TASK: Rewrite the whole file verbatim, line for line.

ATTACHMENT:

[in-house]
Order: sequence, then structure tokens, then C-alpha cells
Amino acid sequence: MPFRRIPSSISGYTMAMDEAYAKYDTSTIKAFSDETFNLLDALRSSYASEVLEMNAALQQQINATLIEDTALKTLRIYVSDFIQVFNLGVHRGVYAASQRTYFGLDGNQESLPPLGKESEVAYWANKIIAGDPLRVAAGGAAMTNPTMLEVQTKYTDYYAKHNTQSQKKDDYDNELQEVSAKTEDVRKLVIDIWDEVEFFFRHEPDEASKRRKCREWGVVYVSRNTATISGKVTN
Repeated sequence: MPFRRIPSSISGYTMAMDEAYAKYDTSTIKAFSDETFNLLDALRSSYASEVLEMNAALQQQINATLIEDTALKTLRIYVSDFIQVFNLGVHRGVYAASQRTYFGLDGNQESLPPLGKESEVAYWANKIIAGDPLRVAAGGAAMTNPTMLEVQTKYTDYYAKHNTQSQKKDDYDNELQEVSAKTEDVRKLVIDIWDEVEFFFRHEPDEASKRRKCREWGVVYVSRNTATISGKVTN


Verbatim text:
[in-house]
Order: sequence, then structure tokens, then C-alpha cells
Amino acid sequence: MPFRRIPSSISGYTMAMDEAYAKYDTSTIKAFSDETFNLLDALRSSYASEVLEMNAALQQQINATLIEDTALKTLRIYVSDFIQVFNLGVHRGVYAASQRTYFGLDGNQESLPPLGKESEVAYWANKIIAGDPLRVAAGGAAMTNPTMLEVQTKYTDYYAKHNTQSQKKDDYDNELQEVSAKTEDVRKLVIDIWDEVEFFFRHEPDEASKRRKCREWGVVYVSRNTATISGKVTN
Repeated sequence: MPFRRIPSSISGYTMAMDEAYAKYDTSTIKAFSDETFNLLDALRSSYASEVLEMNAALQQQINATLIEDTALKTLRIYVSDFIQVFNLGVHRGVYAASQRTYFGLDGNQESLPPLGKESEVAYWANKIIAGDPLRVAAGGAAMTNPTMLEVQTKYTDYYAKHNTQSQKKDDYDNELQEVSAKTEDVRKLVIDIWDEVEFFFRHEPDEASKRRKCREWGVVYVSRNTATISGKVTN